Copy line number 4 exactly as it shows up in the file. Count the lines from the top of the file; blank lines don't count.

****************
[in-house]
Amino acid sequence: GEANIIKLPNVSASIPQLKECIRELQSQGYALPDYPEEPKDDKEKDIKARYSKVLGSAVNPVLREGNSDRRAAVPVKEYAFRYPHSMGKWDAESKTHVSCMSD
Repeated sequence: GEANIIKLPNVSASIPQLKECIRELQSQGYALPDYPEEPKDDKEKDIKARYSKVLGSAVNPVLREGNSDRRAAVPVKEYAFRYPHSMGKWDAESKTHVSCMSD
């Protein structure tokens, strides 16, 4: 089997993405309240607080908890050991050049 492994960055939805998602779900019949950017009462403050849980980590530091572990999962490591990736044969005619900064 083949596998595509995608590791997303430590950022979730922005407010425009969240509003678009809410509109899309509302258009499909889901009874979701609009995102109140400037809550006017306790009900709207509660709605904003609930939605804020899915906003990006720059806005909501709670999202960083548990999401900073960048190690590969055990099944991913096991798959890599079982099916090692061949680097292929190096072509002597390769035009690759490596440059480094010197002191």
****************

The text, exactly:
């Protein structure tokens, strides 16, 4: 089997993405309240607080908890050991050049 492994960055939805998602779900019949950017009462403050849980980590530091572990999962490591990736044969005619900064 083949596998595509995608590791997303430590950022979730922005407010425009969240509003678009809410509109899309509302258009499909889901009874979701609009995102109140400037809550006017306790009900709207509660709605904003609930939605804020899915906003990006720059806005909501709670999202960083548990999401900073960048190690590969055990099944991913096991798959890599079982099916090692061949680097292929190096072509002597390769035009690759490596440059480094010197002191």